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Expert Says Supreme Court Leaked Draft ‘Astonishing and Appalling’

Norvilia Etienne, of Students for Life, holds a sign outside the Supreme Court of the United States May 3, 2022, the day after a draft of the court’s opinion was leaked signaling that the court was leaning toward overturning Roe v. Wade. (CNS photo/Rhina Guidos)

NEW YORK — Sherif Girgis said he felt “kind of a gut punch” after the draft of a Supreme Court majority decision was leaked late on May 2. The former law clerk at the nation’s high court couldn’t believe what he called an “astonishing and appalling” move by the leaker.

“I think the overwhelming majority of people who have ever worked at the court in any capacity, including law clerks on both sides of the aisle, would never think to do something like this,” said Girgis, who clerked for Justice Samuel Alito in 2018-19, and currently works as an associate professor at Notre Dame Law School. “It’s an egregious breach of trust.”

The sentiment is shared by others in the law profession with connections to the Supreme Court. Their focus is less on the content of the leaked draft — which, as many anticipated, overturns Roe v. Wade and Planned Parenthood v. Casey and sends abortion law control back to state levels — and more on what it says about the current state of the court, and the implications for its future.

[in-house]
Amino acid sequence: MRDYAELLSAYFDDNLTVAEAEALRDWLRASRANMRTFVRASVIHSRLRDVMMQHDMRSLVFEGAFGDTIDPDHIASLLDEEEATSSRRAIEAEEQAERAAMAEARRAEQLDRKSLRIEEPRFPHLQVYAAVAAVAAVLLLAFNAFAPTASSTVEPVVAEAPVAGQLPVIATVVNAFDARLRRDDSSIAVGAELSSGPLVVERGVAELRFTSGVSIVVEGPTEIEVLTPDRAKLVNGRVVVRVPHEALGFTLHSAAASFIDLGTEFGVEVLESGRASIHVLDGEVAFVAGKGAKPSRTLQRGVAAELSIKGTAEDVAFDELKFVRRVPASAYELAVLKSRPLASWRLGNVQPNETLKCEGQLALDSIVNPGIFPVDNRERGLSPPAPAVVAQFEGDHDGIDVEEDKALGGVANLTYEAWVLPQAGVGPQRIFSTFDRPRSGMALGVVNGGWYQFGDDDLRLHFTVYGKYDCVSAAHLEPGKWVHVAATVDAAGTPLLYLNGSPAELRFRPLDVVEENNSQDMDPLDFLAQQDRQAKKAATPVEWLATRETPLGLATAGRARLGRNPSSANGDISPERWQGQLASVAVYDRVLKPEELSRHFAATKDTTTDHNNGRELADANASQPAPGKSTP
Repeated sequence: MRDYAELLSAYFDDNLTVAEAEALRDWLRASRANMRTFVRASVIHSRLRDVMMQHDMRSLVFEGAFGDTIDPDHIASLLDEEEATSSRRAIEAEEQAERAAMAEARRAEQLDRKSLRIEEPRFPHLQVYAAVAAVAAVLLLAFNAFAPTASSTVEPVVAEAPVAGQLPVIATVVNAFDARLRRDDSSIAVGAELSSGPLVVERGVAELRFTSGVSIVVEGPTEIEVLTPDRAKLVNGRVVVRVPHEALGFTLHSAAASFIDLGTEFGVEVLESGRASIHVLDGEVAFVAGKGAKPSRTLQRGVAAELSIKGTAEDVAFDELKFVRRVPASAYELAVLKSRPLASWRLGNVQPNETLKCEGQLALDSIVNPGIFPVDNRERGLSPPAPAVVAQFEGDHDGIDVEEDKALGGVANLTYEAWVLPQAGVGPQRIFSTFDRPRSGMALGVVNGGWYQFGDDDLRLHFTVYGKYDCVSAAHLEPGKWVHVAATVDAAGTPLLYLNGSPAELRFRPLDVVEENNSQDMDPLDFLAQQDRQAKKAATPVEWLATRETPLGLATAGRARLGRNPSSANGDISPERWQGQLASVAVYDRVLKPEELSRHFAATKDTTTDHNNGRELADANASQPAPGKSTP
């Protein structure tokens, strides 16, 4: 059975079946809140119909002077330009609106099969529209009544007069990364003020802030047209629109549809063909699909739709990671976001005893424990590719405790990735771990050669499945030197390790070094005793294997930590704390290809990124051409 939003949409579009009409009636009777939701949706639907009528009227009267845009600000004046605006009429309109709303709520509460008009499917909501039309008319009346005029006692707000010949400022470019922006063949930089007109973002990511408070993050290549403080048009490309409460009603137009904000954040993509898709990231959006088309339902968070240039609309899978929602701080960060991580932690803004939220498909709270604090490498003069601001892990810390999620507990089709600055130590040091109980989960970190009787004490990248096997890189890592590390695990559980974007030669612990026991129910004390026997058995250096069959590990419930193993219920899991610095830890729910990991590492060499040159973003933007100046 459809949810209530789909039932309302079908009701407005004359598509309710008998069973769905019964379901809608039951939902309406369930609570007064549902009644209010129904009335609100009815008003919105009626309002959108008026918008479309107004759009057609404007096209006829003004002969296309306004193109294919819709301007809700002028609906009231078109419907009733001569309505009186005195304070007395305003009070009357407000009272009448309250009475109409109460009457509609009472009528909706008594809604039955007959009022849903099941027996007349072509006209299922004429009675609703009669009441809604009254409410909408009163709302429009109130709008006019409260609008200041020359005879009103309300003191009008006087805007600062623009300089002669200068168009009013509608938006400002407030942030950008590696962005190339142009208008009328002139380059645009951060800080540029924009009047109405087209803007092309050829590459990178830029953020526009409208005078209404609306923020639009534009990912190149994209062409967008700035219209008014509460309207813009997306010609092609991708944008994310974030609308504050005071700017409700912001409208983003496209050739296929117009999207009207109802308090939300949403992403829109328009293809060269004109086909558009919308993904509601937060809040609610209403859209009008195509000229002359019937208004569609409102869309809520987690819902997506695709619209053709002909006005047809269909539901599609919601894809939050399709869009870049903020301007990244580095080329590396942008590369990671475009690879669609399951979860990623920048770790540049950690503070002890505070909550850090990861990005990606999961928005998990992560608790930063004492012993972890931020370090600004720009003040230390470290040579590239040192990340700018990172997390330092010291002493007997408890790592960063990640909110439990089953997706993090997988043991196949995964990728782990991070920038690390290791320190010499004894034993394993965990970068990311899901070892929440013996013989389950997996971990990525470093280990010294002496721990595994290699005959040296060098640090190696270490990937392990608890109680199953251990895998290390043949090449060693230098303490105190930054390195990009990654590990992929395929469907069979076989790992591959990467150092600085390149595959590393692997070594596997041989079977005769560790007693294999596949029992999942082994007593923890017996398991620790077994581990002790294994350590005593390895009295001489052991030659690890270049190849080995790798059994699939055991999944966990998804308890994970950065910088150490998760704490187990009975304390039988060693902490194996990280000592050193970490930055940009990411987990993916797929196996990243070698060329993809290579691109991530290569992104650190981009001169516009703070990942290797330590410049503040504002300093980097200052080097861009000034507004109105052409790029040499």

The court’s 1973 Roe decision legalized abortion nationwide. The Casey decision affirmed Roe in 1992.

Girgis made the comments at a May 3 Notre Dame Center for Citizenship and Constitutional Government panel discussion about the leak. He said he believes it’s almost certain the leak won’t affect the outcome of the case at hand, that is Dobbs v. Jackson Women’s Health Organization.

“I think the real or maybe even intended impact of it is just to make the court look like a political institution,” Girgis noted. “The goal, I think, or at least the likely effect, is to undermine the sense that the court is a legitimate institution that does law, not politics.”

On that point, University of California, Berkeley, Emanuel S. Heller Professor of Law John Yoo added during the panel discussion that the leak is the use of partisan political fighting tactics usually reserved for the Executive Branch and Congress. No matter what happens now, Yoo said, “the court has lost because this just strikes me as an effort to undermine the legitimacy of the court.”

Yoo was a law clerk to Justice Clarence Thomas in 1994-95.

Speaking with The Tablet, Boston College Law Professor Kent Greenfield views the leak a bit differently, acknowledging how the flaws of the current iteration of the court got it to this point. He classified the leak as “a symptom of a more profound, fundamental problem with the court’s legitimacy and the court’s standing in the public eye.”

To highlight the way he feels about the court has changed, Greenfield looks back to 1992 when the Supreme Court ruled on Casey. Similar to the current iteration, at that time the Supreme Court also had a strong conservative majority [that was] presented with an opportunity to potentially overturn Roe, and the public thought it was set to do so.